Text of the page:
But these are the exceptions. Yes, depression can be dangerous and is a barrier to aging well, but it is not an inevitable outcome of old age; and, when it occurs, it can usually be overcome.
Need help for yourself or someone you care about?
(Michael Friedman is Adjunct Associate Professor, Columbia University Schools of Social Work and Public Health. Lisa Furst is Director of the Training and Technical Assistance Center of The Geriatric Mental Health Alliance of New York and co-author of Depressed Older Adults: Education and Screening)
Posted 1 year, 9 months ago at 12:08. 1 comment
BLOGGER: MICHAEL FRIEDMAN, L.M.S.W
Are you one of the 2.9 million grandparents in America who are raising their grandchildren? Although there are many good reasons to do this, it brings increased responsibility, stress and sacrifices that you probably didn’t anticipate for your “golden” years. Kin caregiving becomes necessary in families of all backgrounds and socioeconomic statuses and for many reasons, from military service to parental illness or death to child abuse or neglect. Census data reveal a significant increase in kin caregiving recently, probably due to the recession. When called to provide care, you may be relieved that the children can be safe with you, but now you have a lot to do. You’ll need to take care of getting the children enrolled in school, apply for financial and medical benefits, make sure they are seen by a pediatrician, perhaps arrange for counseling, consider pursuing custody or guardianship. The list goes on and on. So how do you do this and still find time for yourself? Many grandparents respond to the children’s needs first and try to take time for themselves later. Many never get to it — an understandable choice, but ultimately you need to take care of yourself to be able to do the best you can for your grandchildren. How Can You Cope? Becoming a kin caregiver evokes many emotions, from the joy of having your grandchildren with you to feeling angry and resentful about your adult child being absent or about your losing so much — your time, possibly your job, your independence, sleep, your financial security.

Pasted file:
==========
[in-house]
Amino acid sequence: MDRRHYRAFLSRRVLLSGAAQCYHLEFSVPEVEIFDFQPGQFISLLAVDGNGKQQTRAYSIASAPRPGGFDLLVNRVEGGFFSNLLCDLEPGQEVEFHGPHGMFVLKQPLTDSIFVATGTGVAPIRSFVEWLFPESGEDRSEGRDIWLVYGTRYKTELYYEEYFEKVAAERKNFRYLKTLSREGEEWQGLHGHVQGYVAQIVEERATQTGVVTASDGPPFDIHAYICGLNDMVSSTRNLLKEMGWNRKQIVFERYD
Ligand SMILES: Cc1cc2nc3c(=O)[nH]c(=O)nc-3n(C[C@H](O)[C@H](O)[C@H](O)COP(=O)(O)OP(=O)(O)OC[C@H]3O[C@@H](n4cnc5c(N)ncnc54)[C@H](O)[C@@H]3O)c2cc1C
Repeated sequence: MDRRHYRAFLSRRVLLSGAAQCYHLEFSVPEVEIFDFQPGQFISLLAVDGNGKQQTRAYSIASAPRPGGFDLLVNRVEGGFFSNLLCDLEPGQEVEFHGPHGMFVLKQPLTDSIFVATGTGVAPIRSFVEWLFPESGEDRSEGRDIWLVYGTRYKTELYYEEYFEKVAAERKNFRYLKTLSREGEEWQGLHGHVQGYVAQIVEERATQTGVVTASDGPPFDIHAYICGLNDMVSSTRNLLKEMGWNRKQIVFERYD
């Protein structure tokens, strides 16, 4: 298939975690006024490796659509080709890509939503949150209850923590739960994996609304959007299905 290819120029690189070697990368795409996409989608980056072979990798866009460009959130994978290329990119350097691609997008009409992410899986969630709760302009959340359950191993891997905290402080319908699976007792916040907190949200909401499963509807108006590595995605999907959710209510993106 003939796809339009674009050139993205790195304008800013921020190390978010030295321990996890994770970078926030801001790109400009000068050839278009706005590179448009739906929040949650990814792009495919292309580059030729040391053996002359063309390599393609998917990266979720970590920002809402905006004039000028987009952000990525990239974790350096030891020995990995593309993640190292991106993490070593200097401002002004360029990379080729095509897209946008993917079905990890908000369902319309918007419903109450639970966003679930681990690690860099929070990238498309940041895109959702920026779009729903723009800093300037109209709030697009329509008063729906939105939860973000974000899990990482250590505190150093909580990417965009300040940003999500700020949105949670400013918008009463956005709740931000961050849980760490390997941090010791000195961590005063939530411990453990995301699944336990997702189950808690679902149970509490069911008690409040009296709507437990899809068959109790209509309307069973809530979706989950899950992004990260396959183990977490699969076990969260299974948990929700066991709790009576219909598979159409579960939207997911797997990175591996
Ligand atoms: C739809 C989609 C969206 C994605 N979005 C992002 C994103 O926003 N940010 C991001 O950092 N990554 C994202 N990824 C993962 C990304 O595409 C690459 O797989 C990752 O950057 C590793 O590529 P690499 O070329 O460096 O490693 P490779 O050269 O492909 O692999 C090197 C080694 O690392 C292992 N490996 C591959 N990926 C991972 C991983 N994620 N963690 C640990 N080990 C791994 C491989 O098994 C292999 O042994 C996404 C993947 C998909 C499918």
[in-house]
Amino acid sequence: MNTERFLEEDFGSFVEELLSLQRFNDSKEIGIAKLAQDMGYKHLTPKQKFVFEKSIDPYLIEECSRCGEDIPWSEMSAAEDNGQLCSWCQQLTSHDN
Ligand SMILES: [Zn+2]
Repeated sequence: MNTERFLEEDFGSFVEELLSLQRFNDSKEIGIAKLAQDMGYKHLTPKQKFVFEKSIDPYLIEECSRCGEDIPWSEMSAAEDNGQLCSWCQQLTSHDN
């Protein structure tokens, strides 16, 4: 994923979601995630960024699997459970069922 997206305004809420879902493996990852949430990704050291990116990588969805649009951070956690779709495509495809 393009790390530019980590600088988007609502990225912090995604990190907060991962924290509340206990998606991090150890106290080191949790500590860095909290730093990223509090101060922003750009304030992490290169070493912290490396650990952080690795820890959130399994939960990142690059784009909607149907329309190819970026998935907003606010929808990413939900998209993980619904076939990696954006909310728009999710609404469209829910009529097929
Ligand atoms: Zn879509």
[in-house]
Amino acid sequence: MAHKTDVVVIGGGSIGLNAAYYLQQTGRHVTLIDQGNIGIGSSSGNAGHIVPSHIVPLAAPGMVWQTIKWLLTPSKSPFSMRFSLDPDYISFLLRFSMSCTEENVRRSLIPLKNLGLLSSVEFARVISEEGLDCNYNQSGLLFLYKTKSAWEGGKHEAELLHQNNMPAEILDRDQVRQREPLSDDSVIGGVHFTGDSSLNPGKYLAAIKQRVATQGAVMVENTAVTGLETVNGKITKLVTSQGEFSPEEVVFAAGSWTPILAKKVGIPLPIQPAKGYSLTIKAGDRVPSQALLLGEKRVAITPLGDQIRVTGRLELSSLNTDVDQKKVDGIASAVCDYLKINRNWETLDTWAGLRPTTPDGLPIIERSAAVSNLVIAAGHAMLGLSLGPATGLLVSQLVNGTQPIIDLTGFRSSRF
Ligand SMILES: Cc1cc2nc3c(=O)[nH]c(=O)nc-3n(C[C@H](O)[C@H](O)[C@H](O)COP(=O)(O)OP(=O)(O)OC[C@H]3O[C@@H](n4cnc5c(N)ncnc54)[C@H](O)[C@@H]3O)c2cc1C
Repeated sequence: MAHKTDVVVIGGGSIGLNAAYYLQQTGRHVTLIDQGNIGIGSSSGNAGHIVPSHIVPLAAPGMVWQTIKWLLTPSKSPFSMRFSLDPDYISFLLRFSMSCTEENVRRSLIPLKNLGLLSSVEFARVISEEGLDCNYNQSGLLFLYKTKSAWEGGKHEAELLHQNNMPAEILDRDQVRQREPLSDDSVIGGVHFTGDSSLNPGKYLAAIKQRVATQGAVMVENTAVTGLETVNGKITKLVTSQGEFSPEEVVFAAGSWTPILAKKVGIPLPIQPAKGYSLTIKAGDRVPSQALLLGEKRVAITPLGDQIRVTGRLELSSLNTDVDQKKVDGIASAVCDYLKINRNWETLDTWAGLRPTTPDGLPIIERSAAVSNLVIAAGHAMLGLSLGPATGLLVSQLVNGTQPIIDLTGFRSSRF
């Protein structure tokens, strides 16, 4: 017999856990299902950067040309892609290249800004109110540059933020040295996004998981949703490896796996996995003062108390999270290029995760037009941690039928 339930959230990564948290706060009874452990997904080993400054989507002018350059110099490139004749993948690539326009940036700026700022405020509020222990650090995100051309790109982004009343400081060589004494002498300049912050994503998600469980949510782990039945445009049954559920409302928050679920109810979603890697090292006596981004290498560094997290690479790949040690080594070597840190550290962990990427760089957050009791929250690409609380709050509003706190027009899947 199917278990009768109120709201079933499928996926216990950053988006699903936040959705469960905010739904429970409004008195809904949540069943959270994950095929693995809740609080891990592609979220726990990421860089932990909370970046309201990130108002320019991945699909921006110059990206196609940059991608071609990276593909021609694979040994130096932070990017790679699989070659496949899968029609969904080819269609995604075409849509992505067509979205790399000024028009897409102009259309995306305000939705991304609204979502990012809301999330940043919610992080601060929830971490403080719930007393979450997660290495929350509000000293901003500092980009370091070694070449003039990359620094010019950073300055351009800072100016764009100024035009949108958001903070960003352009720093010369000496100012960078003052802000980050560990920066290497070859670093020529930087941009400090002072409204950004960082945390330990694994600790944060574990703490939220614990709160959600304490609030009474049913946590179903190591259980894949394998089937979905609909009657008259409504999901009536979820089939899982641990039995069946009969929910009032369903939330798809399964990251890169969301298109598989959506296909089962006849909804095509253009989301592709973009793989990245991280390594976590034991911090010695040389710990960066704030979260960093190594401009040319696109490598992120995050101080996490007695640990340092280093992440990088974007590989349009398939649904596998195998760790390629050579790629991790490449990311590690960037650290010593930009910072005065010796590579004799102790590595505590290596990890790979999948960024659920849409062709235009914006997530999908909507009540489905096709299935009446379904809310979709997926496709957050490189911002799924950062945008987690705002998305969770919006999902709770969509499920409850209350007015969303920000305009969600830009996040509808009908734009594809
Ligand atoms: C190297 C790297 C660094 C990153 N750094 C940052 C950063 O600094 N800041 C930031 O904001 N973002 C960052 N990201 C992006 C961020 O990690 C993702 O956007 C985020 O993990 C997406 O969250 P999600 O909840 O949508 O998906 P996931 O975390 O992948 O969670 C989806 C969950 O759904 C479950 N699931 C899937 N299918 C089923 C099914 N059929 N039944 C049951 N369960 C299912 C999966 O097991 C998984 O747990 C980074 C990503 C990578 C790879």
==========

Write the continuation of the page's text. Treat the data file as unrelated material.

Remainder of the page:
How can you cope?
• Staying healthy is important. Don’t miss your annual physical or ignore symptoms that are new for you. Fit in some exercise. Walking is a lot better than nothing.
• Have some fun. Stay in touch with friends. Do things you enjoy.
• Find reliable people to talk with — a trusted friend or family member, clergy or a counselor. Alternatively, join a support group where you can talk with others in similar situations and learn about services and resources for you and your family.
• When you feel overwhelmed and that you can’t possibly get everything done, make a list of things to do, decide what has to get done now and what can wait, and schedule when you will do them. Literally, put them on your calendar.
• Talk with your grandchildren about what you’re finding difficult. They may be having a tough time emotionally, but they also may be able to help more than you think.
All of this is easier said than done, and you can certainly expect that there will be times when you feel that you just can’t take it anymore. That’s par for the course when raising children. Sometimes it’s wonderful to be with the kids; sometimes it’s enough to make you furious or bring you to tears. But sometimes caregiving can overwhelm anyone. You may not be able to do the things that really have to get done or lose patience more than you used to. You may feel hopeless or helpless or lose pleasure in everyday life. You may have trouble sleeping, more than the usual physical aches and pains, or be drinking too much. You may be withdrawing from the friends and support you need. These are all signs that your coping is running short and when you need to recognize that you need to take care of yourself in order to care for your grandchildren. Raising grandchildren can be very satisfying, and it is always a challenge. Take care of your kids and take care of yourself. That’s the best caregiving of all.
This post was co-written with Deborah Langosch, Ph.D., L.C.S.W., the Project Director of the Kinship Care Program at the Center for Trauma Program Innovation at Jewish Board of Family and Children’s Services in New York City.
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Posted 1 year, 9 months ago at 12:08. Add a comment